Onions are, once again, in the news. Last week, retail prices touched Rs 50/kg in several markets, and wholesale prices touched Rs 30/kg in major onion markets like Lasalgaon in Maharashtra. This is not the first time that onion prices have spiked. Almost every alternate year, this roller-coaster of boom and bust in onion prices happens (see Graph). But 2017 is interesting as it saw record low prices in May-June when farmers sold onions at around Rs 2/kg in several mandis in Madhya Pradesh. This has led to grief and anger among farmers.
The situation became precarious when farmers protested and police fired at them, resulting in some unfortunate deaths. The MP chief minister realised the sensitivity of the incident and quickly announced a decision to procure onions at Rs 800/quintal and state agencies procured 8.76 lakh tonnes. But in the absence of ample storage capacity in the state, onions had to be quickly disposed of through the PDS and open market operations at almost one-fifth the cost. The whole operation caused a loss of Rs 785 crore to the MP government.
However, the more unusual aspect of the onion situation was that only a few months later, in August 2017, prices started shooting up (see Graph) resulting in a visit by officers of the Union Ministry of Consumer Affairs to Lasalgaon, income tax raids on traders in September and the suspension of trading in Lasalgaon APMC for about a month. The prices then fell for some time but they have been rising since Diwali, prompting the government to announce the import of onions by the MMTC to bring down domestic prices.
This is not the first year when government action has been so ad-hoc and puzzling within a few months. In previous years, too, we have seen the government fix the minimum export price, ban exports of onions, and even a study by the Competition Commission of India. The lesson: Income tax raids proved futile in keeping the lid on onion prices even for a few months. We need better policies.
So, what is it that causes high volatility in onion prices and what could be the way out? In order to respond to these questions, one may first note that India produced 21.7 MMT of onions, which is about 20 per cent of global production in 2016-17, second only to China. India also exported 2.4 MMT in 2016-17, up from 1.2 MMT in 2014-15. About 60 per cent of onion production is in the rabi season, sown in December-January and harvested in April-May. This is the onion which is stored by farmers and traders and it meets export as well as domestic demand till the arrival of the kharif onion crop, which is sown in May-June and harvested in October-November. The late kharif crop is sown in August-September and harvested in January-February. Kharif and late kharif crops produce about 20 per cent each of the annual production. Kharif onion is of rather poor quality and cannot be stored for very long. The prices tend to rise in October-November when rabi onion stocks are almost depleted and kharif onion is yet to hit the market, or if the kharif crop is damaged, as is the case this year.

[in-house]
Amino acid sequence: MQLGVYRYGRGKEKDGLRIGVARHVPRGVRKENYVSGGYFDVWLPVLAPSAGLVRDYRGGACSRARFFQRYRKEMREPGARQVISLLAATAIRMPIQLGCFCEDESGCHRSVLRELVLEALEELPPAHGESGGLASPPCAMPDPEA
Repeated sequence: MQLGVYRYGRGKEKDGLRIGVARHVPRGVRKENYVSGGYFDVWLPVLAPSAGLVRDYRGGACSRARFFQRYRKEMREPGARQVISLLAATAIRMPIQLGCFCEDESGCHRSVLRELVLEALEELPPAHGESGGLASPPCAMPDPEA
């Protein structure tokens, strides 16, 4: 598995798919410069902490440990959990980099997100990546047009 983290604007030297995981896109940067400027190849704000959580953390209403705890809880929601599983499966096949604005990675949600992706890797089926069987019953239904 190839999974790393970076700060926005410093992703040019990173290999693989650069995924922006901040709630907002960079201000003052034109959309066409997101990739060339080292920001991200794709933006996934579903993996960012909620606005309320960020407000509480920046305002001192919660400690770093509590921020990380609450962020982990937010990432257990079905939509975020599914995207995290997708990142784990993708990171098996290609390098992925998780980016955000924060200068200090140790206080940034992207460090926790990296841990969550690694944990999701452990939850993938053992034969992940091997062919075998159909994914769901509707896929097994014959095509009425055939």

One of the prime reasons behind high volatility in onion prices stems from a lack of storage facilities that have not kept pace with rising production. Also, the traditional storage practices incur losses as high as 40 per cent. While Maharashtra used the Rashtriya Krishi Vikas Yojana and National Horticulture Mission and created 42,282 low-cost onion storage structures with a capacity of 9.65 lakh tonnes, there is hardly any storage facility in MP. No wonder, MP farmers suffered most in a bumper onion crop year. However, modern cold storages, as being set up by Allround India, a subsidiary of Allround Holland, and other such companies, can bring down wastage within the 10-15 per cent range.
So, the first policy action has to be to promote modern cold storages and develop a system akin to that of the warehouse receipt system for farmers. While a bulk of the storage has to be undertaken by the private sector, the state can do some stocking under a price stabilisation fund. They can hire the services of specialised private sector agencies to carry out such operations on the government’s behalf.
Second, use trade policy for price stabilisation. In case of a bumper crop, promote exports and in case of a deficit crop, encourage imports. This has to be done well in advance — as soon as one comes to know the advance estimates of production.
Third, encourage the setting up of onion dehydrating units and promote demand for dehydrated onions amongst large consumers (restaurants, fast food chains, army, hospitals, etc). Gujarat has already emerged as the main centre for dehydration units with 85 out of 100 units located there, while Maharashtra has just five units. Dehydrated onions are being exported to Japan, Europe, Russia, US and some African countries. The Ministry of Food Processing and state governments can encourage entrepreneurs to avail grants for setting up onion dehydration and processing units. A subsidy of up to 35 per cent with a cap of Rs 5 crore is available to such units. However, the budget of the Ministry of Food Processing for this scheme is just Rs 95 crore. And MP, in its budget for 2017-18, has provided just Rs 7 crore as grants to food processing units. This needs to go up manifold if we are serious about encouraging food processing and stabilising prices even of fresh onions.
Thus, instead of raiding traders or banning exports et al, the Centre and the states would do better if they promote investment in scientific storage and processing facilities, and use trade policy more judiciously.
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